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Recently, I switched doctors, and that was a big hullabaloo for a lot of reasons, not the least of which was the questionnaire I had to fill out at the new office before my first appointment. So many questions. Did I smoke? Did I have a medical history of like, anything? How many surgeries? Wisdom-teeth extractions? Was I a dog person or a cat person? What was the middle name of the oral surgeon who removed the wisdom teeth and what did I have against cats, anyway?

I didn’t mind, except it was a little frustrating to turn all this intel back in and not get any sort of, I don’t know, score. What did this jumble of information say about me? Surely there’s someone behind the curtain making an assessment back there, but I never get to see it. It’s so millennial of me, I know, to want feedback, and instantly.

Fortunately, there’s the internet, which is fallible in just about every way except that it will give you answers, of some caliber, and very, very fast. You can definitely get a score for physical health on the internet—you can get lots of them. Then pick the best one to feel good about yourself, which is what I did in the parking lot right after seeing the doctor.

Here’s what one of the ones I took said about me: “You are the healthiest person of them all! You dedicate your days to know [sic] that your health matters and you may even know the little tricks and secrets no else does! Continue your hard work and pass your advice on to others who will benefit from it.”

Look, I knew I was good but I didn’t know I was that good. Marisa DeAngelis of Playbuzz knew, though. She wrote the quiz. You’re all thinking it: Harvard Med, right? You’re close. According to social media, Marisa’s a graduate of Sayville, New York’s Sayville High School.

Are online quizzes still a thing? Well, yes and no. They’re still a thing the way malls are still a thing. In the way horoscopes and the Hard Rock Cafe are still, somehow, both things: not a particle of substance, but we still all go along with it out of habit.

People do take the Myers-Briggs seriously, which I know was created by real scientists using real science and isn’t so much a quiz as it is an “introspective questionnaire.” I know so because its adherents tell me so, but also I can never forgive the adherents after a beach weekend in 2007 when I drove all the way up to Delaware to find everyone in the house sitting around a laptop taking, one by one, the Myers-Briggs. I can’t remember what my type was. I don’t care enough to remember it. And, apparently, that is a type. The type that doesn’t care. There’s another type that can change back and forth—or, to put it another way, the absolute lack of type. That is a freaking type.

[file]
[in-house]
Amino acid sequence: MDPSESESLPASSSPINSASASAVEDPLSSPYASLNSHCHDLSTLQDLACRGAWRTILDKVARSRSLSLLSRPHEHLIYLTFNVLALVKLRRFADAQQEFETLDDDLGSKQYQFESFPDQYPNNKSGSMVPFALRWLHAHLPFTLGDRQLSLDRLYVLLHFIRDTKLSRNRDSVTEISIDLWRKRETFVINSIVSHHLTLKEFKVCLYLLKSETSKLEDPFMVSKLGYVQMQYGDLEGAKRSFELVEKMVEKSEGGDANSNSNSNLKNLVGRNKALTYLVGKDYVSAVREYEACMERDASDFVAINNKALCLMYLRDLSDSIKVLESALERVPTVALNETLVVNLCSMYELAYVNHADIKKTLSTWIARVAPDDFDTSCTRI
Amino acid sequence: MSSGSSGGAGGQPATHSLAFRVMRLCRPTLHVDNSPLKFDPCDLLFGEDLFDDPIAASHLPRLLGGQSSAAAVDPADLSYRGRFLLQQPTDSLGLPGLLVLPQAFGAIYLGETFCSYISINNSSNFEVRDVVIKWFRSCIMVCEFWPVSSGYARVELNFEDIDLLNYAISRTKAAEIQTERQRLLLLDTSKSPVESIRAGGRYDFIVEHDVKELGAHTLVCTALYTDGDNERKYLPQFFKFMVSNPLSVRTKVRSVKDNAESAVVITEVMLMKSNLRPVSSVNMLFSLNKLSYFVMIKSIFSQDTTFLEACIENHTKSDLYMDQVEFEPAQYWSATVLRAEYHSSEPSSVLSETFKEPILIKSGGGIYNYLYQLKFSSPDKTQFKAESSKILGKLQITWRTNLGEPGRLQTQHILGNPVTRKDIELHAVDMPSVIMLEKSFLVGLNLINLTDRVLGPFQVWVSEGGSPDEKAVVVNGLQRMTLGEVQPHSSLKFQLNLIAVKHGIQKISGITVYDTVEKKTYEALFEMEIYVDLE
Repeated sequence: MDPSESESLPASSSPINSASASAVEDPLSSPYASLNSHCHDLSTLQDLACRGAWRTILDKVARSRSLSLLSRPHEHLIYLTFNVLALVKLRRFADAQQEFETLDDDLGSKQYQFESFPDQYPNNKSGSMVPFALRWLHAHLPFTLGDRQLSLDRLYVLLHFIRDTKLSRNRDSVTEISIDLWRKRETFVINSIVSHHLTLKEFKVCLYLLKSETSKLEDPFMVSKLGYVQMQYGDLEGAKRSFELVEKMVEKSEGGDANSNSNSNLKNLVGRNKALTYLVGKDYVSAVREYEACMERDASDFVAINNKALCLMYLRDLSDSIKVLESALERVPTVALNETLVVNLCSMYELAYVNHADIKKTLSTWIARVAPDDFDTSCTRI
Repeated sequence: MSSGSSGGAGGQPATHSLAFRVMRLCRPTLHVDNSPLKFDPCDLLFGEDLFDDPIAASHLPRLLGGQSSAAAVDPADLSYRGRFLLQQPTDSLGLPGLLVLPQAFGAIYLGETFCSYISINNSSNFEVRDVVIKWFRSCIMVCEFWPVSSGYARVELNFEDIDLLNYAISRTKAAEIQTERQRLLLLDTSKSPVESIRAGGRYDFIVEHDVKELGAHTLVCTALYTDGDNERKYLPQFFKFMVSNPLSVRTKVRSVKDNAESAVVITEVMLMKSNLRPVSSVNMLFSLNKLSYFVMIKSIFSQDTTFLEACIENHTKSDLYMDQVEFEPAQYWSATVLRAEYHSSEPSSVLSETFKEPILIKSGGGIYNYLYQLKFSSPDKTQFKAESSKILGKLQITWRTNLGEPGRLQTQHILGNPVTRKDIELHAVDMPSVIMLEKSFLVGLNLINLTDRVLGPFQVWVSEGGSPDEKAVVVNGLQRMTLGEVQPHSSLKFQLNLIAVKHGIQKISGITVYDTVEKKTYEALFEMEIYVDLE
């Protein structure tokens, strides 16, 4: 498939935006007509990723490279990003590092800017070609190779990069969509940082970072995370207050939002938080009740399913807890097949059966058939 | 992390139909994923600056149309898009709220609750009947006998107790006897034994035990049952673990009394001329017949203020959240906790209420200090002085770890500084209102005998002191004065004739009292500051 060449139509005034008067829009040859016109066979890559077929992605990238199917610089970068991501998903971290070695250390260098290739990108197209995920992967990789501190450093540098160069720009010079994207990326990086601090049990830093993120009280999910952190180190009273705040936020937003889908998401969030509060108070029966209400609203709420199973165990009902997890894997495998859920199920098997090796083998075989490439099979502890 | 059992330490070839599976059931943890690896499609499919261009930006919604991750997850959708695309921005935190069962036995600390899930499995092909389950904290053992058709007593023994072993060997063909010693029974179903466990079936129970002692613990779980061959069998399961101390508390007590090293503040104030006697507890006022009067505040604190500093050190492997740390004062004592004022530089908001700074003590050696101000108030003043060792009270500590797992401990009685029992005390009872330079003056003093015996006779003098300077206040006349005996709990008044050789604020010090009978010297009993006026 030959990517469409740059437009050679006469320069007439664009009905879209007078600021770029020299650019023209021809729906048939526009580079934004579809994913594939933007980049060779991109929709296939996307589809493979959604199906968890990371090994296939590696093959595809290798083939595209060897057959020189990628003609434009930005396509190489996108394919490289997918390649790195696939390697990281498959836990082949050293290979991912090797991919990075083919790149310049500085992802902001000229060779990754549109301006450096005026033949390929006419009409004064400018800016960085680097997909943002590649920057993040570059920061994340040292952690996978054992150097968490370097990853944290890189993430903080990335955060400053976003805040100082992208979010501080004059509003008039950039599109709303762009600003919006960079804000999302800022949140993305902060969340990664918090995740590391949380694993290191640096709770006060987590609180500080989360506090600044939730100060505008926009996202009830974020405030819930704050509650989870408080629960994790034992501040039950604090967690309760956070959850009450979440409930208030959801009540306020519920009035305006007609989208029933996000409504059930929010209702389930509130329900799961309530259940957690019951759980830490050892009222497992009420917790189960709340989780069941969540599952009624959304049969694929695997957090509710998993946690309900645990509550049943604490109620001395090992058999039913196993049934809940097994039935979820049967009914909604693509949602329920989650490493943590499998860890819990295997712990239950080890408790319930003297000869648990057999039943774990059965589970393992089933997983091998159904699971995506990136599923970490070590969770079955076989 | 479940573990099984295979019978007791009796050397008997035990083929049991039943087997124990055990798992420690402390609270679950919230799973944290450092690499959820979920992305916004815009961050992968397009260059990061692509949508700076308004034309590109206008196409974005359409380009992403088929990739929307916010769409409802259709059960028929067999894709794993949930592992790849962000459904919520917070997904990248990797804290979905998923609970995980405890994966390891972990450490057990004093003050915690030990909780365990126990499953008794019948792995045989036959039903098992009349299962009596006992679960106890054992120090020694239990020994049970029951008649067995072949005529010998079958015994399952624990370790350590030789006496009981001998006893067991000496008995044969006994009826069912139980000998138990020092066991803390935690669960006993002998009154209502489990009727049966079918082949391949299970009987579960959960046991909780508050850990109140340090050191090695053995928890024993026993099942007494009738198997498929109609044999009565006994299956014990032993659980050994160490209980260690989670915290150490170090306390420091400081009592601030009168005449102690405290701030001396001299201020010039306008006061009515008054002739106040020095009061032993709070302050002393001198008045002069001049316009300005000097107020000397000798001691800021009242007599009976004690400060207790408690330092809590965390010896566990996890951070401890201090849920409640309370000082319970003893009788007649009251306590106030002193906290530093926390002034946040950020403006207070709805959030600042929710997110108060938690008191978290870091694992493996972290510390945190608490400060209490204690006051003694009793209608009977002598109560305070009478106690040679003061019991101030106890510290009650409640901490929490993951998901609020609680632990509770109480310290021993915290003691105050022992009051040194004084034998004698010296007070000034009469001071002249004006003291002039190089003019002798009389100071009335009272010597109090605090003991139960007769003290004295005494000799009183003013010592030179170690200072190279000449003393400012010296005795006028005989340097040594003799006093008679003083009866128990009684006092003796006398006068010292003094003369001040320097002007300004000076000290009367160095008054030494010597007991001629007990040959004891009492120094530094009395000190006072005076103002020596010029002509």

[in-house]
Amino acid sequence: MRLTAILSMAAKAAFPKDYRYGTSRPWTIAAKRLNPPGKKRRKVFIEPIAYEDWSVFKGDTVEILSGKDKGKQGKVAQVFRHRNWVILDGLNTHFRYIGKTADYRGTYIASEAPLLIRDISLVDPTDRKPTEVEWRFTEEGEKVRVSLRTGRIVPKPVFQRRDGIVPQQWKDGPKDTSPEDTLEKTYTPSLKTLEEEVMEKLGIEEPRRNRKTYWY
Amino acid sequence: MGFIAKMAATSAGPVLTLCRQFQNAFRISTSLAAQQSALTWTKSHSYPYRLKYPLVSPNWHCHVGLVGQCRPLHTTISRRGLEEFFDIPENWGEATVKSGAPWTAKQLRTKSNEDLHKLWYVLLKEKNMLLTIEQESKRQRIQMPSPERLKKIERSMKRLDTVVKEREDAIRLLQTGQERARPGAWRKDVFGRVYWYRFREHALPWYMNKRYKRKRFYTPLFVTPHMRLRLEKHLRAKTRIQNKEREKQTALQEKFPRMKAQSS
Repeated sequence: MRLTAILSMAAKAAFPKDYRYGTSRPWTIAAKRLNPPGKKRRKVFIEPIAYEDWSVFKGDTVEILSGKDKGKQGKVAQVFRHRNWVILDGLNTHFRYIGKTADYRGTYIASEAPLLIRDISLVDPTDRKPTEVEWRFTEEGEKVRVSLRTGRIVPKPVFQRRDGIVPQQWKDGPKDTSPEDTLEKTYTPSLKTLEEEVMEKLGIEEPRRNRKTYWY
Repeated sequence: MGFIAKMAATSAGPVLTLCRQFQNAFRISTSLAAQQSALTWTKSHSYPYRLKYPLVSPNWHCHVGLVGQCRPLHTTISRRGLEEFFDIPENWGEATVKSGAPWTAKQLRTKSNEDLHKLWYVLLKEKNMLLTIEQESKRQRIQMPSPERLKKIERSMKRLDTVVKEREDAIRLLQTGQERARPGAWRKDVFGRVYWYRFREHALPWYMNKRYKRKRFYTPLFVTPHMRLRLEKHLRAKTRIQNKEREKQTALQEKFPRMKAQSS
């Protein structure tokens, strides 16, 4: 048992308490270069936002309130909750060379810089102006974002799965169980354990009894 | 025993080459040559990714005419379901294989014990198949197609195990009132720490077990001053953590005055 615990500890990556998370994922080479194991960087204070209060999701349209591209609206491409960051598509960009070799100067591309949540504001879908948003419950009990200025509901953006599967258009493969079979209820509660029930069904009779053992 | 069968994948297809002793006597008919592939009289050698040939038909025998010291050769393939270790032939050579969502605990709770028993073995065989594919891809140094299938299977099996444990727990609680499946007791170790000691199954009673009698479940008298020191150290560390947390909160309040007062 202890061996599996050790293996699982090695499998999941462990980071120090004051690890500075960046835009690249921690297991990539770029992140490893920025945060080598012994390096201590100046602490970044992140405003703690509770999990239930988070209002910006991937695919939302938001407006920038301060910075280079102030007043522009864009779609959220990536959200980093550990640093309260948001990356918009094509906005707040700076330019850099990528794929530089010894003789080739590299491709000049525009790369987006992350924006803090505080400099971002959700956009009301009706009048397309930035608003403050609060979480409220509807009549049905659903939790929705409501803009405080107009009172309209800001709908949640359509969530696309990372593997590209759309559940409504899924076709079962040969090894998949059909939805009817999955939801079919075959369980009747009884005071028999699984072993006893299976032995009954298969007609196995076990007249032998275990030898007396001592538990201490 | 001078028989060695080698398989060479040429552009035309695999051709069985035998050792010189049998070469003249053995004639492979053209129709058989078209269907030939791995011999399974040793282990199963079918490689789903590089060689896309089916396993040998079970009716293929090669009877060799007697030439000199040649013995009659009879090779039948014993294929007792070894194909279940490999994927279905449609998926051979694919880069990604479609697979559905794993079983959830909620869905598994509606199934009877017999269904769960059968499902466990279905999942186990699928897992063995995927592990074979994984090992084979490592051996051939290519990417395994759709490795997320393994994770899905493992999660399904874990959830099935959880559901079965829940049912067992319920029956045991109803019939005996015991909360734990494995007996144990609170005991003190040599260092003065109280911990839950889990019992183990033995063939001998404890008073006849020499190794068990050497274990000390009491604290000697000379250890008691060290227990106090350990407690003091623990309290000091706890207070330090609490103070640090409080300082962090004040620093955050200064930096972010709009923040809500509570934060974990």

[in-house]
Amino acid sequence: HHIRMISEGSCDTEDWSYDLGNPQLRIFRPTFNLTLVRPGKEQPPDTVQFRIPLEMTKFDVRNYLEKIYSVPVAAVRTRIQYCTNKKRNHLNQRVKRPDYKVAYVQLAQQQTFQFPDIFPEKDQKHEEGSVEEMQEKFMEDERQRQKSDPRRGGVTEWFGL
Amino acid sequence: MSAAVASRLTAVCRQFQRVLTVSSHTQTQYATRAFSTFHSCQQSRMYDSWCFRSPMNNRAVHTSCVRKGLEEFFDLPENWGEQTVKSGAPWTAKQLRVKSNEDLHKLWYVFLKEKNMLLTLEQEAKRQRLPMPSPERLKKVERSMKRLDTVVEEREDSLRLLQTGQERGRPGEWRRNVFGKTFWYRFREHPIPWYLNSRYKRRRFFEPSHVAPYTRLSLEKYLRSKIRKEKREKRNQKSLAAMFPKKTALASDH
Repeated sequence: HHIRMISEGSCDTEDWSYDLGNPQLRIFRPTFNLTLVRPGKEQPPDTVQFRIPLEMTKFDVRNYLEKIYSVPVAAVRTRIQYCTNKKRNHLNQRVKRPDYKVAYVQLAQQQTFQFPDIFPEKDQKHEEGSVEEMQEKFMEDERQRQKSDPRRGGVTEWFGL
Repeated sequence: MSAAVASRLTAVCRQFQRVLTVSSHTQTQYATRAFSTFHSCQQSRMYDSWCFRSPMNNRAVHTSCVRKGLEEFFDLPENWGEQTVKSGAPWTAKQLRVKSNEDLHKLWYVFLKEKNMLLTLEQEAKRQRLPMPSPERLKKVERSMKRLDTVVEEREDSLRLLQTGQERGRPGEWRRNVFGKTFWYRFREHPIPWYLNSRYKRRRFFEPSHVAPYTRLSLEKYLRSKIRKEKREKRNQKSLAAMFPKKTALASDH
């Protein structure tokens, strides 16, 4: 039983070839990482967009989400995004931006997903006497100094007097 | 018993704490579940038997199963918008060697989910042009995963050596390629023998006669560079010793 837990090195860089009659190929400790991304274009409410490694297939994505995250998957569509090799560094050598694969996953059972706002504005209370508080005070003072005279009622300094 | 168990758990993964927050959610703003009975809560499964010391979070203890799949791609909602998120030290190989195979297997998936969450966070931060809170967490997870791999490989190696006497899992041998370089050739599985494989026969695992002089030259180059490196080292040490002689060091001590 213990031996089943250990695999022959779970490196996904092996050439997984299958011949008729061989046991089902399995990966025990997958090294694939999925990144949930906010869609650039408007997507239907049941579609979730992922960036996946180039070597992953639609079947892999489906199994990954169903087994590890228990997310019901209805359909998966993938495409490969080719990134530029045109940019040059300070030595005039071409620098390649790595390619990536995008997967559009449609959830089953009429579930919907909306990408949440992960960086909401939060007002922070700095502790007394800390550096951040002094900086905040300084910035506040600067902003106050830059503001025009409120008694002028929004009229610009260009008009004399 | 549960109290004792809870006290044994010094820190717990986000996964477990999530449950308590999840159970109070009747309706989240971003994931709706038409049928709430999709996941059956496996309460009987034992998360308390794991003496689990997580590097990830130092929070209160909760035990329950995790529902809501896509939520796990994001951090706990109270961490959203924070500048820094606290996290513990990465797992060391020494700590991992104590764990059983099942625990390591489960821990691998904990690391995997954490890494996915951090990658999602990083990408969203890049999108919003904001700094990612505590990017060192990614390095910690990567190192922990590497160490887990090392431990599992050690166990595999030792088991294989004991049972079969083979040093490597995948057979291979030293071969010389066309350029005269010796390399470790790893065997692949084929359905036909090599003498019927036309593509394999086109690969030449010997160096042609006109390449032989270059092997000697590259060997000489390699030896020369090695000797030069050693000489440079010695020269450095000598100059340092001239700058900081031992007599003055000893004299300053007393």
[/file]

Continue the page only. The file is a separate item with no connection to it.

So far as I can tell, the whole point of taking a Myers-Briggs test is so you can read aloud the results you create about your own self and announce to anyone within hearing range, “That is so me. Wow. They just nailed it.” And then you go along as you always have, assured that the things you already do are the habits best suited to you. Most of us aren’t looking for real change, especially if it’s the kind we have to work to implement ourselves.

A quiz you can take on the internet: “How Northern Virginia Are You?” I took it. I did not do great. But the questions were so lame. Which of our local airports is busiest? When was the term Northern Virginia first mentioned? Come on. They’re all spectacularly chaotic. And the 1860s? Where’s your proof?

My cousin Cait (older than me by 15 months) grew up in Kensington, Maryland, a 45-minute drive from my home in NoVA. We shared the same Beltway, weather patterns, sports teams. Why did everything about her life seem so much cooler than mine? Why? Why?

The pop quiz is a beast of a different nature, isn’t it? I remember one that a college-lit class T.A. gave us. I was so mortified for not having done the reading the night before that I couldn’t even turn it over to read the questions and gave it back blank, resigned to my fate as an English-major dropout. I know how that sounds. People are supposed to drop other, more difficult majors to fall back on an English major—because in an English class there are, supposedly, no wrong answers. Well, no. I assure you there are wrong answers, and you’ll find your way to a few of them by not doing the reading the night before a pop quiz.

That was the worst of them. The best quiz I ever took was on OKCupid, where I met my husband. The way that one worked was you had to answer your questions to read the way the other person had answered his, and there was some indication at the time that he’d already gone. Although, I remember thinking, I didn’t need his answers. I’d already pegged him so hard, this guy. He was so wholesome, always answering messages within minutes, usually parenthetically explaining his own jokes to make sure they couldn’t offend.

With all of these quizzes, what are we hoping to gain? A sense of our own superiority, compatibility, reassurance in what we already suspect to be true? How Northern Virginia are you? To whatever your desired degree, I am sure. Personally, it’s not something that keeps me up at night. But if you’re worried, here’s the cheat sheet. Look it over and wake up tomorrow feeling a little more connected to your region, or at least one person living it in.